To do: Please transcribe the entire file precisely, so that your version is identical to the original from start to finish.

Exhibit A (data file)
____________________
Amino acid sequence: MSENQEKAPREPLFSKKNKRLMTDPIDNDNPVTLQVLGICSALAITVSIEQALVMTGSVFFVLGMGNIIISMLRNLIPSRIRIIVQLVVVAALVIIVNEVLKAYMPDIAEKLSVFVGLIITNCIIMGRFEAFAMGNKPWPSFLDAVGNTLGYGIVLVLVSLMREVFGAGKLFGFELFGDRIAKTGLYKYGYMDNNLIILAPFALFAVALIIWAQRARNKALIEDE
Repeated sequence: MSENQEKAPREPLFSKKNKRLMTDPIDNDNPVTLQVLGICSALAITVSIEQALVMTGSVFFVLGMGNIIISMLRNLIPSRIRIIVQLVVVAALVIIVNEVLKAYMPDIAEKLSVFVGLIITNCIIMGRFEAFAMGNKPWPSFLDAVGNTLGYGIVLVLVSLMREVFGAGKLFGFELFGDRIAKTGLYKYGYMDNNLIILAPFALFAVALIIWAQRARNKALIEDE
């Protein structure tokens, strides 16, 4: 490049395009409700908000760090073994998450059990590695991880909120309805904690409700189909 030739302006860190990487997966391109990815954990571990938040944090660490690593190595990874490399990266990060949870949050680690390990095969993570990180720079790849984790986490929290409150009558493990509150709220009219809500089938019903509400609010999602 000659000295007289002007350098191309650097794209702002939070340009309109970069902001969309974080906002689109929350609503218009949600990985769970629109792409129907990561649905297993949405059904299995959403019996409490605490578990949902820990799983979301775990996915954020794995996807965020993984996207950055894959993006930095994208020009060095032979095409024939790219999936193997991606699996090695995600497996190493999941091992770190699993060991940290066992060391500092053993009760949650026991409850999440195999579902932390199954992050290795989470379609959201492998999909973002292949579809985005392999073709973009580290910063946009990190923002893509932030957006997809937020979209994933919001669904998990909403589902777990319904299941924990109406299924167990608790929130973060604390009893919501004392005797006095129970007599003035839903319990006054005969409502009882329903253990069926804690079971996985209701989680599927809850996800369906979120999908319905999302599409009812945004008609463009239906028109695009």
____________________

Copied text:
Amino acid sequence: MSENQEKAPREPLFSKKNKRLMTDPIDNDNPVTLQVLGICSALAITVSIEQALVMTGSVFFVLGMGNIIISMLRNLIPSRIRIIVQLVVVAALVIIVNEVLKAYMPDIAEKLSVFVGLIITNCIIMGRFEAFAMGNKPWPSFLDAVGNTLGYGIVLVLVSLMREVFGAGKLFGFELFGDRIAKTGLYKYGYMDNNLIILAPFALFAVALIIWAQRARNKALIEDE
Repeated sequence: MSENQEKAPREPLFSKKNKRLMTDPIDNDNPVTLQVLGICSALAITVSIEQALVMTGSVFFVLGMGNIIISMLRNLIPSRIRIIVQLVVVAALVIIVNEVLKAYMPDIAEKLSVFVGLIITNCIIMGRFEAFAMGNKPWPSFLDAVGNTLGYGIVLVLVSLMREVFGAGKLFGFELFGDRIAKTGLYKYGYMDNNLIILAPFALFAVALIIWAQRARNKALIEDE
């Protein structure tokens, strides 16, 4: 490049395009409700908000760090073994998450059990590695991880909120309805904690409700189909 030739302006860190990487997966391109990815954990571990938040944090660490690593190595990874490399990266990060949870949050680690390990095969993570990180720079790849984790986490929290409150009558493990509150709220009219809500089938019903509400609010999602 000659000295007289002007350098191309650097794209702002939070340009309109970069902001969309974080906002689109929350609503218009949600990985769970629109792409129907990561649905297993949405059904299995959403019996409490605490578990949902820990799983979301775990996915954020794995996807965020993984996207950055894959993006930095994208020009060095032979095409024939790219999936193997991606699996090695995600497996190493999941091992770190699993060991940290066992060391500092053993009760949650026991409850999440195999579902932390199954992050290795989470379609959201492998999909973002292949579809985005392999073709973009580290910063946009990190923002893509932030957006997809937020979209994933919001669904998990909403589902777990319904299941924990109406299924167990608790929130973060604390009893919501004392005797006095129970007599003035839903319990006054005969409502009882329903253990069926804690079971996985209701989680599927809850996800369906979120999908319905999302599409009812945004008609463009239906028109695009």